Anyone who lumps innocent victims in with violent criminals is showing the same kind of anti-cop bigotry, using the same kind of dishonest tactics, as shown by gun grabbers who lump homicides and suicides together, or who include 25 year old gang bangers in their figures of "children" killed by guns.

    Looked at another way, there are somewhere between 400 and maybe 1000 persons killed by police each year in this nation of 320 million persons, depending on whose numbers you believe and who gets included (EG: is someone who died in a high speed chase a victim of the police or of the driver who is fleeing the police?).

    I've seen claims of over 12 million arrests made each year in this nation. How many million traffic stops each year? How many million other official interactions between police and private citizens (both LAC and criminal) each year?

    I cannot find any credible claims about how many of those killed by the police were innocent vs how many were violent criminals actively trying to harm police officers or other innocent persons.

    Meaningless "statistics" that do nothing more than incite bigotries are worse than worthless. They amount to bashing.

    Charles
    All experience hath shewn, that mankind are more disposed to suffer, while evils are sufferable, than to right themselves by abolishing the forms to which they are accustomed. Thank heaven we do not permit a few to impose anarchy.

    "With Anarchy as an aim and as a means, Communism becomes possible."
    --Marxist.org

    "Communism and Anarchy [are], a necessary complement to one another. "
    --PETER KROPOTKIN, "Anarchism: its philosophy and ideal." 1898.

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    Campaign Veteran since9's Avatar
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    Quote Originally Posted by davidmcbeth View Post
    Since 9-11 more Americans have died from police than terrorism.
    Not innocent Americans. Not by a long shot.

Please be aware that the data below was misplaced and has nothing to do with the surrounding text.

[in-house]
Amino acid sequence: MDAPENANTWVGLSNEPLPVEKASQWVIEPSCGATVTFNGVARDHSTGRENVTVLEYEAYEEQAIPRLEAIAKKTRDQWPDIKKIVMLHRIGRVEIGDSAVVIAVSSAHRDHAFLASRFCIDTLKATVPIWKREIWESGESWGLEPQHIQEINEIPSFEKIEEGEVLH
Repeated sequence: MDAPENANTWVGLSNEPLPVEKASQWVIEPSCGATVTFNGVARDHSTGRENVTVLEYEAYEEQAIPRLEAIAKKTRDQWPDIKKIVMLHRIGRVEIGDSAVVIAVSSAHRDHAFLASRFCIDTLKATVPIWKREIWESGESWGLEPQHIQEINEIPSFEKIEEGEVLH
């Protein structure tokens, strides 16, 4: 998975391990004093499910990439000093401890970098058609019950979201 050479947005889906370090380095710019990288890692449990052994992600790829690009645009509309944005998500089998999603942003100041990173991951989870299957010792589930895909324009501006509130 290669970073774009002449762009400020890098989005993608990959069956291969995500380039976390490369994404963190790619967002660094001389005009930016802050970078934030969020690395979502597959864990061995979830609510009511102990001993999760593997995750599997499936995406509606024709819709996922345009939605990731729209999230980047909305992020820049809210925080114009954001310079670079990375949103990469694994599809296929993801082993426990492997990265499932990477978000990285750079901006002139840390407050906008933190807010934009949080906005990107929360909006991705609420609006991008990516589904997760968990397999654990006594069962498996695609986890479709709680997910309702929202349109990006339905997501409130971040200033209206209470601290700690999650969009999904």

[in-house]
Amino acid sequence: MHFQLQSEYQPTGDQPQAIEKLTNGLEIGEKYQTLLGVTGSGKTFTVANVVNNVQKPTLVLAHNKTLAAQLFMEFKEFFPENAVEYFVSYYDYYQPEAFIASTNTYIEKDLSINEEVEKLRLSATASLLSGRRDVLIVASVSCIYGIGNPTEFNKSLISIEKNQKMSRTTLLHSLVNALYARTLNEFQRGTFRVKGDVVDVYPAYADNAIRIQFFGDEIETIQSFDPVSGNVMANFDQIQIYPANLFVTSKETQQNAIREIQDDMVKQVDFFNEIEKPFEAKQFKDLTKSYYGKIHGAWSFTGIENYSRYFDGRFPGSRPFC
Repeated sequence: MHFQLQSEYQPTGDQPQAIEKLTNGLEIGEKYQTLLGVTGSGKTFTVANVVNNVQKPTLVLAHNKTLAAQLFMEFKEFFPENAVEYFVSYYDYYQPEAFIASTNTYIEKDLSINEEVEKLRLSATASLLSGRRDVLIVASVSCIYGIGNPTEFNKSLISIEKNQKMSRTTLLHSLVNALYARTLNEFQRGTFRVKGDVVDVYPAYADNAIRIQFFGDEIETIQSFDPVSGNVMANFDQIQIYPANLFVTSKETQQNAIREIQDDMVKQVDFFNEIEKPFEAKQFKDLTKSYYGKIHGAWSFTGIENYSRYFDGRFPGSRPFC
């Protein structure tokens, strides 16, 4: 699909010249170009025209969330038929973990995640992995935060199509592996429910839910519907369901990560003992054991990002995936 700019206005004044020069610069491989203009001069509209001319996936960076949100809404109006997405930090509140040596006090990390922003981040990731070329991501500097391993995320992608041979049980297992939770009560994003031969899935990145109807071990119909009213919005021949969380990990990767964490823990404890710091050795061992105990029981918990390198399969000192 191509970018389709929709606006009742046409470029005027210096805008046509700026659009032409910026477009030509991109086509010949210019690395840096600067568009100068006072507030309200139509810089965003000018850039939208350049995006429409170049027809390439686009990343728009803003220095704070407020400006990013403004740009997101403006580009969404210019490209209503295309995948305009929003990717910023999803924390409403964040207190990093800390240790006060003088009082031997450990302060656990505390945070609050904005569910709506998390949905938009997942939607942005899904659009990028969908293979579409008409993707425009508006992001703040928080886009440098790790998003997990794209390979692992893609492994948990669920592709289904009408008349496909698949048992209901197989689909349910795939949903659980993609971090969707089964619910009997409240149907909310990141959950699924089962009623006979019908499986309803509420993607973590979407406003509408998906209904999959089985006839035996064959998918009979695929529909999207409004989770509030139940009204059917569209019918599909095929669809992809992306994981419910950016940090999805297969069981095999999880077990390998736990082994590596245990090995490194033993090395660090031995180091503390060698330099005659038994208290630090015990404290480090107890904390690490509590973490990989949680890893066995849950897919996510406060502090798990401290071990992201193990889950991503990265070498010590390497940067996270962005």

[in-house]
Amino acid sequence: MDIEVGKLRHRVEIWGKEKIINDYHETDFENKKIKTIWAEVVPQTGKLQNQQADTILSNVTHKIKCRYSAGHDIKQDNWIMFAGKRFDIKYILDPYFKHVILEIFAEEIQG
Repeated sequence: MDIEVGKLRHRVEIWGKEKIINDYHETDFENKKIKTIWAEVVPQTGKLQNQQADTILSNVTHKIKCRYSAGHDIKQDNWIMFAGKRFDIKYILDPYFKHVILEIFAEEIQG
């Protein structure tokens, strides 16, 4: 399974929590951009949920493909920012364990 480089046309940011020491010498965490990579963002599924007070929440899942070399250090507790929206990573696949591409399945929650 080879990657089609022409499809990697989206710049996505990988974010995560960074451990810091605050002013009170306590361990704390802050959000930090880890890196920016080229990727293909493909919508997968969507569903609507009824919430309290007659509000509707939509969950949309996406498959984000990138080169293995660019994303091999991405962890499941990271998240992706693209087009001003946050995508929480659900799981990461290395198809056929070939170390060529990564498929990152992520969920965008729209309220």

Quote Originally Posted by utbagpiper View Post
    Furthermore, I strongly suspect that those compiling these numbers and making these claims are lumping together both innocent persons wrongly killed by cops, as well as violent criminals who were killed while actively threatening or even taking the lives of innocent persons. In contrast, all victims of terrorism in this nation were innocent.
    Couldn't have said it better myself. Well done, as is the rest of your post.
    The First protects the Second, and the Second protects the First. Together, they protect the rest of our Bill of Rights and our United States Constitution, and help We the People protect ourselves in the spirit of our Declaration of Independence.

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    Quote Originally Posted by since9 View Post
    Not innocent Americans. Not by a long shot.
    We Americans are presumed innocent until found guilty beyond a reasonable doubt by a jury of peers. A public servant behind an assault rifle is not a peer or a juror. When we abandon that standard, like our flag is a 'standard', then the rule of men reigns.

    Presume is true absent contrary evidence.

    Would the relationship be clearer if the public servants were stoning their victims at the direction of a religious authority?
    Last edited by Nightmare; 07-15-2016 at 06:51 PM.
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    Quote Originally Posted by davidmcbeth View Post
    Since 9-11 more Americans have died from police than terrorism.
    Cite please.
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    Quote Originally Posted by davidmcbeth View Post
    Get a new job if you don't like the one you have now .. this is America.

    My job is more dangerous than any cops. So says OSHA.

    I did not know OSHA rated the dangers of internet trolling. Always learning something it seems.

    Nemo

  19. #19
    Regular Member solus's Avatar
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    Quote Originally Posted by utbagpiper View Post
    An internet search for "more dead from police than terrorism" reveals articles claiming a person is 9 time more likely to die at hands of the police than from a terrorist. Other articles from the same search claim 55, 58, and 8 times more likely.

    Considering that police officers are tasked to investigate and apprehend far more run-of-the-mill criminals than they are terrorists, the comparison between cops and terrorists is totally irrelevant anyway. A person is probably more likely to die at the hands of a cop than from a lightening strike. Which tells us absolutely nothing useful at all.

    Furthermore, I strongly suspect that those compiling these numbers and making these claims are lumping together both innocent persons wrongly killed by cops, as well as violent criminals who were killed while actively threatening or even taking the lives of innocent persons. In contrast, all victims of terrorism in this nation were innocent.

    Anyone who lumps innocent victims in with violent criminals is showing the same kind of anti-cop bigotry, using the same kind of dishonest tactics, as shown by gun grabbers who lump homicides and suicides together, or who include 25 year old gang bangers in their figures of "children" killed by guns.